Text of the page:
Skip to Main Content

This chapter examines the exhaustion of the conceptual apparatus contained by the ideologies of the nation-state and the imperial jus publicum Europeaum, focusing on what Carl Schmitt called the Katechon, or the restraining force of the international system of law. In criticizing the notion of hegemony, Williams calls for a new analysis of globalization and a rethinking of the post-Westphalian world order and forms of resistance to capitalism. Williams’ critical history of the territorialization of power and its relationship to modernity forges a path for imagining post-hegemonic communities situated outside of the ideologies of the unitary nation-state.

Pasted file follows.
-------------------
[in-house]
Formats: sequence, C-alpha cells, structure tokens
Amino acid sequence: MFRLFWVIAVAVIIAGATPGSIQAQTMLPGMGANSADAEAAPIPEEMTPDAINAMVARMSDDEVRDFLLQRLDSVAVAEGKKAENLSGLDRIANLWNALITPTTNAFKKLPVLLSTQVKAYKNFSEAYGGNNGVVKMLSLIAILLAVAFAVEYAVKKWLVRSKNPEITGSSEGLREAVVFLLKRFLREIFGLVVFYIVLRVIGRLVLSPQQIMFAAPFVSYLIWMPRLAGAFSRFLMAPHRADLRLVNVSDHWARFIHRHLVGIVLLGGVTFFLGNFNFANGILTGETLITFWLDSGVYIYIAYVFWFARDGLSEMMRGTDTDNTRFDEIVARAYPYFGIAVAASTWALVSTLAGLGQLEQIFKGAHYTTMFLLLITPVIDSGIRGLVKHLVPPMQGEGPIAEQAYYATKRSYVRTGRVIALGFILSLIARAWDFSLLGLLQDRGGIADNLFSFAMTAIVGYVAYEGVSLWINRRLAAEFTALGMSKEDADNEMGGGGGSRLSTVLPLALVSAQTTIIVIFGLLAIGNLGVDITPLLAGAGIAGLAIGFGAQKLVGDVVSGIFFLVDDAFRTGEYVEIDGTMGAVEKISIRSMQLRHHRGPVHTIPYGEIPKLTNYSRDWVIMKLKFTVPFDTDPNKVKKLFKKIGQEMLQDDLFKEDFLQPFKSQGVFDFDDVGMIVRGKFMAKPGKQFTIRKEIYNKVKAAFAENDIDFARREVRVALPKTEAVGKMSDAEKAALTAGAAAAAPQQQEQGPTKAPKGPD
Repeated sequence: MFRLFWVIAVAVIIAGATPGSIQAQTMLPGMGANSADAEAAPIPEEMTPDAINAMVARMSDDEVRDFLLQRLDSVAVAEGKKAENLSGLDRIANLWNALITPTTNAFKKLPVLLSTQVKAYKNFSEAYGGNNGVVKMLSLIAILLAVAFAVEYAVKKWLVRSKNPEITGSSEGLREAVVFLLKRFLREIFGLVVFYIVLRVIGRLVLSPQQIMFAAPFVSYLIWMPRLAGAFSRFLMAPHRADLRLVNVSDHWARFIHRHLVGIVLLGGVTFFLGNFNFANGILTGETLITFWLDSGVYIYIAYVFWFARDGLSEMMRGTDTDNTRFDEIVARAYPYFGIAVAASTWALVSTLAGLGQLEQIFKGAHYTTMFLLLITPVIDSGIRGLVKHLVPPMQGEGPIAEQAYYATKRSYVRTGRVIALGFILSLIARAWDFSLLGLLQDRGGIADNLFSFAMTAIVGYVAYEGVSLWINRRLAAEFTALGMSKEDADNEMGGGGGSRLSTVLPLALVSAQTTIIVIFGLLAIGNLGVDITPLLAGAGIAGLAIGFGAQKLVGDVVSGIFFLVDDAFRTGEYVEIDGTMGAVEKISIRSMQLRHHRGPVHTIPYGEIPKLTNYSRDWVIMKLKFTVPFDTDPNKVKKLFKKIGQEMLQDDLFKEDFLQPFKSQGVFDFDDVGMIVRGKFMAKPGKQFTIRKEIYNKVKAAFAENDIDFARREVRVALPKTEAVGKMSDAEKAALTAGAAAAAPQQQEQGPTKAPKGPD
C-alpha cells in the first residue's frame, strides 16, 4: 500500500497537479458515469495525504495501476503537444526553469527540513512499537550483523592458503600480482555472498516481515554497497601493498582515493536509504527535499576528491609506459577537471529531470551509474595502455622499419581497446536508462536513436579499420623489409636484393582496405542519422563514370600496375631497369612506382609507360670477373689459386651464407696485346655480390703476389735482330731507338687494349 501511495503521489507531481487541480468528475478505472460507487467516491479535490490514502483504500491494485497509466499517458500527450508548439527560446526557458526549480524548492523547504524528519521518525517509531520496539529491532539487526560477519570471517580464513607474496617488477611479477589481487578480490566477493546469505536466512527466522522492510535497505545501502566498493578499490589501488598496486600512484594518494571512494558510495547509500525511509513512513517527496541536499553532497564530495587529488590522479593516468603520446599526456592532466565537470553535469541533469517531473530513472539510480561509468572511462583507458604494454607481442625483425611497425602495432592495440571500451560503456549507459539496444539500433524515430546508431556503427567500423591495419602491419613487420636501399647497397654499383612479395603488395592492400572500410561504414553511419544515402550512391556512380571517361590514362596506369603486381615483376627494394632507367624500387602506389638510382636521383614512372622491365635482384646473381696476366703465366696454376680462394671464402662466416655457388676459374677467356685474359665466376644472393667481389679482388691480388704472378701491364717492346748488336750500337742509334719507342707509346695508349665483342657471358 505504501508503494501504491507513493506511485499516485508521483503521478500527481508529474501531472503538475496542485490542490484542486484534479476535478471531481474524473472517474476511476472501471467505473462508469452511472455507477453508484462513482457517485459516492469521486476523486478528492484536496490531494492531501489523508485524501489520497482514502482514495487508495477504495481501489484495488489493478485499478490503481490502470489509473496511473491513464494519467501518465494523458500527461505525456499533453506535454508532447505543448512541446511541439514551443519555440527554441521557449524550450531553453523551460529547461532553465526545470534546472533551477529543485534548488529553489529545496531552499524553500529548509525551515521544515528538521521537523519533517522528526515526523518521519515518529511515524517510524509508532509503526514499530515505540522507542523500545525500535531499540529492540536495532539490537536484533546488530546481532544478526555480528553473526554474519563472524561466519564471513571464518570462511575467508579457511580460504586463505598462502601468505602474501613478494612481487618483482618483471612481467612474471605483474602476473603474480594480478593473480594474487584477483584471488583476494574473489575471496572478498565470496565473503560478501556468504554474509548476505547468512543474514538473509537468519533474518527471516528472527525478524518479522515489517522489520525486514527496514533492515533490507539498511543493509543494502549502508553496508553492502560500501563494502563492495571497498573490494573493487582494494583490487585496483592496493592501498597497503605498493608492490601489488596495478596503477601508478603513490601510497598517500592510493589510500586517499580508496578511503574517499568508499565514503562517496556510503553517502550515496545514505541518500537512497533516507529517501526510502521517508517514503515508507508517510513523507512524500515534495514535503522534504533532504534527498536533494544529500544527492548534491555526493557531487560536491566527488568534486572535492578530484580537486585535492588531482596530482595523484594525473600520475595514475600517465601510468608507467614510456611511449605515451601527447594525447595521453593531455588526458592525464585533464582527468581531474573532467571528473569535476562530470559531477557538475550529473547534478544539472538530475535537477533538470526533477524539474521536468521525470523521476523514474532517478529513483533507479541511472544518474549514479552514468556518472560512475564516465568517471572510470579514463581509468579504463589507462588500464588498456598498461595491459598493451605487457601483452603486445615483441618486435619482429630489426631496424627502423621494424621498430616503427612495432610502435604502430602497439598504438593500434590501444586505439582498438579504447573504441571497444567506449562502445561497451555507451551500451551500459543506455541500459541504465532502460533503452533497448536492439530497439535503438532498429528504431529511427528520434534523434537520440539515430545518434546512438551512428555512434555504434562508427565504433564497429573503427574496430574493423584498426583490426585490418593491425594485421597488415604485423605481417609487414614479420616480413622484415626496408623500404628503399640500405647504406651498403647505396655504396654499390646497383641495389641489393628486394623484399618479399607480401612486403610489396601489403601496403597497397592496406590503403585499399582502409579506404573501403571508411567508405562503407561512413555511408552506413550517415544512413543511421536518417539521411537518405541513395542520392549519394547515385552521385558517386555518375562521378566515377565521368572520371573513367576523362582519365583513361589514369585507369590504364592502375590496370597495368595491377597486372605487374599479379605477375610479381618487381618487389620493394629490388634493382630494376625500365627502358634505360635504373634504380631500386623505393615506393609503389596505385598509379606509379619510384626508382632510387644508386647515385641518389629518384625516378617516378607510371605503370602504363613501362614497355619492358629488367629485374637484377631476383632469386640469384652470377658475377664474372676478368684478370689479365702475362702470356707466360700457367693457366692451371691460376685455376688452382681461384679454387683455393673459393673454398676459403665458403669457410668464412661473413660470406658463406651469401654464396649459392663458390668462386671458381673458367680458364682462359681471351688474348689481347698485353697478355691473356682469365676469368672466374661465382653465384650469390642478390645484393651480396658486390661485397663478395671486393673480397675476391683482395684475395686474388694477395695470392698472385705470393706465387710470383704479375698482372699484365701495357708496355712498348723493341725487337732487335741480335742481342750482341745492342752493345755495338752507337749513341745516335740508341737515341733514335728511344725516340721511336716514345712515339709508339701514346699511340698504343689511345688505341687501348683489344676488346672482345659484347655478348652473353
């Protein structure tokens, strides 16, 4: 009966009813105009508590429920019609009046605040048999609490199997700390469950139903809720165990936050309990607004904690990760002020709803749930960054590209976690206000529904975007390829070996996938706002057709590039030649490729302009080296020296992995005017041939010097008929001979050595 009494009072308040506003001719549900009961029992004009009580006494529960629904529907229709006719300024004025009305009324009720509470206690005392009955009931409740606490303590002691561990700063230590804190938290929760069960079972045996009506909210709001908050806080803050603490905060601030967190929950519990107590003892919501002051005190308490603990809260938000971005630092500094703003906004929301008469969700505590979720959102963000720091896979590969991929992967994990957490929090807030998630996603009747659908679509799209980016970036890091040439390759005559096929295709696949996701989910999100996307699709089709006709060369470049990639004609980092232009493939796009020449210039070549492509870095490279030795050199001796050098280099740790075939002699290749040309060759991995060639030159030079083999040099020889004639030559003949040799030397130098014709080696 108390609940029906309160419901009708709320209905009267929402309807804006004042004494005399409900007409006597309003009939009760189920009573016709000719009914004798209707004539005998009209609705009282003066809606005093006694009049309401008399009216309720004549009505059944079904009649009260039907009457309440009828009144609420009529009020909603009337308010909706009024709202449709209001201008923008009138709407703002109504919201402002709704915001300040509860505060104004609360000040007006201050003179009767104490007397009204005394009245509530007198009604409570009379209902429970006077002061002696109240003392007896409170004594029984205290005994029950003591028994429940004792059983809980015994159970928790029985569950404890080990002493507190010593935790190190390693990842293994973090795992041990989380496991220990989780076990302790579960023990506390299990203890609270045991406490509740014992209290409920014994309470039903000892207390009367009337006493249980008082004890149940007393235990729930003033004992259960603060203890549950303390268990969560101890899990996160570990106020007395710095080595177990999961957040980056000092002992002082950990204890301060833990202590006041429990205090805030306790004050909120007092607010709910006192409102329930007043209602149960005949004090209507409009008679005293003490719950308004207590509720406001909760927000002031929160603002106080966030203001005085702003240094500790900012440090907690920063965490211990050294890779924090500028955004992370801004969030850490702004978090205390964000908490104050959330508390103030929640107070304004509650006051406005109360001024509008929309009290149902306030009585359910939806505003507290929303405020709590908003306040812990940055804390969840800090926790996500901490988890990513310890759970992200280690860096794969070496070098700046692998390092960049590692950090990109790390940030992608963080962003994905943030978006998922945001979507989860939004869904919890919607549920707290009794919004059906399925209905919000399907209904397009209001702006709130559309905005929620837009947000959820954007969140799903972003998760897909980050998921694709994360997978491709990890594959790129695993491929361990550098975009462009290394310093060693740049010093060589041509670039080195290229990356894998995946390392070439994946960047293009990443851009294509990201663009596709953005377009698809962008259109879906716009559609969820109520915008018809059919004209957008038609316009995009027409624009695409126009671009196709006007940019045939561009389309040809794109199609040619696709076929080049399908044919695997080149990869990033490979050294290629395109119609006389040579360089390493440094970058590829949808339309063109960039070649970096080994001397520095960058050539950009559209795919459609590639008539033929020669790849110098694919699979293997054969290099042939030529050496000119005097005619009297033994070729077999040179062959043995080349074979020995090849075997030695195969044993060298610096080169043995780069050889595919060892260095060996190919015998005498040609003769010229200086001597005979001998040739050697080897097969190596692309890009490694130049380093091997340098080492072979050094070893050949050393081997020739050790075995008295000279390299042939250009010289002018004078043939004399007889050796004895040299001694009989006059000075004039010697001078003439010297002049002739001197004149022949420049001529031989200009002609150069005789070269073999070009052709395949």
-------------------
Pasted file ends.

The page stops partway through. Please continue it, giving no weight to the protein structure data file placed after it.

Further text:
You do not currently have access to this chapter.
Don't already have an account? Register
Close Modal
This Feature Is Available To Subscribers Only

Sign In or Create an Account

Close Modal
Close Modal